So, Fred Pearce has retained my respect. But what about the title. Well, in the chapter on “Conclusions” he back-tracks a bit. He explains that he did not mean the title to imply that we would be last generation ever to live, only that we would be the last generation to live with certainty of a stable climate. I suspect that the publisher believed, rightly unfortunately, that an accurate title such as “Climate instability: a balanced review of the possibilities and uncertainties” would not sell.


Eden Project Books
ISBN: 9781903919880


Whether you believe that tackling climate change is the biggest threat to our planet, or whether you think it is all a con to squeeze more taxes out of a gullible public, the reasons you put forward for holding your views are not the real ones. You hold to your views because it suits you. That, in a nutshell, is the thesis of Mike Hulme. He would probably (in fact, more than probably) be horrified that I have summarised it in this way so let me expand on it.

The opinions we hold on a particular issue are determined by a matrix of complementary perceptions. How do we view science? What do we value? What beliefs do we hold? What do we fear? How do we want to be governed? The stand we take on climate change is shaped by our response to these different questions and helps to explain, for example, why global warming is generally viewed differently by the political left and the political right. The factors, which lead us to reach a decision on a political issue, are same ones as lead us to decide on all the other issues we have to face. This, as I am sure Mike Hulme would acknowledge, applies to author himself. As well as being a Professor at the School of Environmental Sciences of the University of East Anglia he is a committed Christian and many of his analogies have a biblical origin.

Hulme takes us through the questions I have listed above, and many others. For example in the section on risk he introduce two pairs of risk types. One of these pairs is situated/un-situated risk. Situated risk is when someone wants to build a waste incineration plant at the bottom of your garden; un-situated risk is the danger that the output from incineration plants all over the world will be dangerous. He second pair is affective/analytic. Affective risk is one you can actually experience, fumes from the incineration plant; analytic risk is one you only know about indirectly, published figures on the output of noxious gases from incinerations plants.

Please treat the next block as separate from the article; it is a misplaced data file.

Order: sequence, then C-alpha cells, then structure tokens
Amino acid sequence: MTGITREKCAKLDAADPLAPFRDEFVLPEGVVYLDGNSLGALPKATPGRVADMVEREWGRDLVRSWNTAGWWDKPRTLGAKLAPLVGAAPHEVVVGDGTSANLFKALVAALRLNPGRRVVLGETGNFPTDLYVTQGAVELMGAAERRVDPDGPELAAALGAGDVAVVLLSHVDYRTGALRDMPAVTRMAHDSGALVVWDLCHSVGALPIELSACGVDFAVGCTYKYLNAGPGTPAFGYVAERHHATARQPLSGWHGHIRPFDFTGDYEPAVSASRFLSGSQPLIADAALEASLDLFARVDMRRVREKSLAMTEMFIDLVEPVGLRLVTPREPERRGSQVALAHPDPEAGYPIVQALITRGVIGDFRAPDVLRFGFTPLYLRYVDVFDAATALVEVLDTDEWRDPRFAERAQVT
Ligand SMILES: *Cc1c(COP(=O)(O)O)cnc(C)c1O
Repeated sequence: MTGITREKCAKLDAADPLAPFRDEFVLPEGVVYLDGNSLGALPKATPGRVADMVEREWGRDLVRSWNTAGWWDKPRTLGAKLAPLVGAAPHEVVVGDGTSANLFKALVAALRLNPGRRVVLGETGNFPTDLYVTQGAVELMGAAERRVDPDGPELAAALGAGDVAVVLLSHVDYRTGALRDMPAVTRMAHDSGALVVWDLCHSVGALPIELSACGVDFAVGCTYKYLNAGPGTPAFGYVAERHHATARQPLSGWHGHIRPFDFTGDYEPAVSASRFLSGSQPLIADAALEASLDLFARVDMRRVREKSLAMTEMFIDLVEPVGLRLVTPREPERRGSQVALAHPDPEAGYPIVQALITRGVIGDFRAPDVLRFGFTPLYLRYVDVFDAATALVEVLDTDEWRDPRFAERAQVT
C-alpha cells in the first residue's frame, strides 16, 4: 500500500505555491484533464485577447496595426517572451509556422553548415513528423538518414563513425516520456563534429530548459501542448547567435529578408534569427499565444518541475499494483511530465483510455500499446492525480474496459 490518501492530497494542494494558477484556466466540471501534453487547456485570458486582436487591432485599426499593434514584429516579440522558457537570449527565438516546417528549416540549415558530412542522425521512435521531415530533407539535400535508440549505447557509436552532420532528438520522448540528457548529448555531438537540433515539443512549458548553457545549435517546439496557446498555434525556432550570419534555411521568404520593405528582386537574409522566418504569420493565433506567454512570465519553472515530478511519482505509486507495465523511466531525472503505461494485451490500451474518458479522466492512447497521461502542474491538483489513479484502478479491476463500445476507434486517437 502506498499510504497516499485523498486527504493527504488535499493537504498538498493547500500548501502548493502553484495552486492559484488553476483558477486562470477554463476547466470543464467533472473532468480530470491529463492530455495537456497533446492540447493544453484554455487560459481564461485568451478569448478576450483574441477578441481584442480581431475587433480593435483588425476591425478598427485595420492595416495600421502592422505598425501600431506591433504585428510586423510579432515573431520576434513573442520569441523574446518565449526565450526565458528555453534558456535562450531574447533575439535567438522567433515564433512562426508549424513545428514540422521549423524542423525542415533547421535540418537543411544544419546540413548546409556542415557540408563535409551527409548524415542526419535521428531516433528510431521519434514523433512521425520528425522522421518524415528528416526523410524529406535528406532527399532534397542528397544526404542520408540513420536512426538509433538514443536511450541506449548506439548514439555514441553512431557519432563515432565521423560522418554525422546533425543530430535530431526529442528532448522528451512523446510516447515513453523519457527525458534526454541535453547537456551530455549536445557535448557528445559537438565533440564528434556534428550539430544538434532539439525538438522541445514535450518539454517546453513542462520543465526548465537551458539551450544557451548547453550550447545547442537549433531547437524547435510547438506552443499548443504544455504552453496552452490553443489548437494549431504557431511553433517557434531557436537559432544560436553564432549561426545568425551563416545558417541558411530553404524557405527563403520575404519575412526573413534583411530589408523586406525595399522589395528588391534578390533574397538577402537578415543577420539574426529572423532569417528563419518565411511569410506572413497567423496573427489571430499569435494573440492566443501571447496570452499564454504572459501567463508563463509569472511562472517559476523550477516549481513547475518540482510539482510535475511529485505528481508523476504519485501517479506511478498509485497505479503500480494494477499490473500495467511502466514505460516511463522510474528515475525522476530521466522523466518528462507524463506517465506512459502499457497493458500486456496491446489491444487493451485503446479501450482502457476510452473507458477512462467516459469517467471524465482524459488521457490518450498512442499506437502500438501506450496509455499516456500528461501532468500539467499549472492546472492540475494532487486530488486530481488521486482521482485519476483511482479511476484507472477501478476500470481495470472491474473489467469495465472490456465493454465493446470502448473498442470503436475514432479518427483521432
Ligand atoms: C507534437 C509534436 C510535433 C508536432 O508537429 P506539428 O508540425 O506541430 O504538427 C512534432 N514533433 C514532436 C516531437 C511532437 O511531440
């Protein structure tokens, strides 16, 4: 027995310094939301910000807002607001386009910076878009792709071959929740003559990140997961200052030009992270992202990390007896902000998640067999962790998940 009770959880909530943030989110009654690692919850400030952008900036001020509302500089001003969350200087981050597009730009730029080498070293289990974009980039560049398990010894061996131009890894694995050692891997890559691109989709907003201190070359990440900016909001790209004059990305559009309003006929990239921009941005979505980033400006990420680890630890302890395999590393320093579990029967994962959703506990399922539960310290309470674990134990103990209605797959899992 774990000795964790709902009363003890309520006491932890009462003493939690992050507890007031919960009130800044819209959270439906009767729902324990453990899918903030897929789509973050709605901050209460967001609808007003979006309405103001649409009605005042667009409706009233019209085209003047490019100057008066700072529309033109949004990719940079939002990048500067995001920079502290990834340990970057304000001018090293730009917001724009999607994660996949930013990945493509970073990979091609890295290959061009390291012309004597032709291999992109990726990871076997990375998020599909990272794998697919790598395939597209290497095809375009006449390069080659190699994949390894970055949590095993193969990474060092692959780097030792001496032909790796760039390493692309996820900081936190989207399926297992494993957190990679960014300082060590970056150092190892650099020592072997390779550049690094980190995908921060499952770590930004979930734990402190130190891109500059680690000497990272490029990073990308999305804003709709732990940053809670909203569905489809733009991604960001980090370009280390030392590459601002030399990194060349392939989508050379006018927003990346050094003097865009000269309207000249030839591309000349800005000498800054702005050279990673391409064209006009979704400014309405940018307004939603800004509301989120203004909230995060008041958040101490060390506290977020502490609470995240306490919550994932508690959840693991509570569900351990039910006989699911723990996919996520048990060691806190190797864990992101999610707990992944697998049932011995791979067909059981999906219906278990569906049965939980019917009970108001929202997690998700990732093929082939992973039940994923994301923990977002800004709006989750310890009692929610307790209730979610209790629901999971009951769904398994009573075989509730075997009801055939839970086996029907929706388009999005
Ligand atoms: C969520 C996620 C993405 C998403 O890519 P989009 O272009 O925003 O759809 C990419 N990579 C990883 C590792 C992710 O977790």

Climate change naturally falls into the category of ‘un-situated’ and ‘analytic’ risks. A lot of the effort of climate change campaigners has been to move the argument to ‘situated’ and ‘affected’ risks. Polar bears stranded on an ice floe far from safety are a ‘situated’ risk. Similarly, claiming that a large number of extreme weather events are caused by climate change increases the number of people for whom climate change becomes and ‘affective’ risk.
Given that Mike Hulme is a professor at the University of East Anglia, one of the world’s main centres for climate change research, the book is fairly balanced; in this he is being consistent with past statements where he has expressed worries that extreme language is having a negative effect on reactions to climate change. He also tackles one of the great taboo subjects in relation to climate change: population. After all total carbon dioxide emission can be considered as per capita consumption times population so why should all the effort be on the one (per capita consumption) not the other. China claims to have reduced its population growth by 300 million people as a result of its ‘one child’ policy. This, even at China’s relatively low per capita use, is equivalent to more that 5% of all carbon emissions and much more effective that Kyoto.

Despite this there are still few areas where his bias shows. In discussing participatory democracy he mentions the blog but not the more popular (although sceptical) He quotes Eric Hobsbawm, the ‘British historian’, as saying, “Democracy, however desirable, is not an effective device for solving global or transnational problems.” What he fails to mention is that Hobsbawm is a life-long communist and once described Stalinist communism as a ‘worthwhile experiment’.

The last chapter, Beyond Climate Change, is in some ways the most intriguing. He introduces four ‘myths’ about climate change; the word myth is used in the anthropological sense of a deeply significant narrative about assumed truths. These are:
• Lamenting Eden – a search for an irenic state which existed before the fall,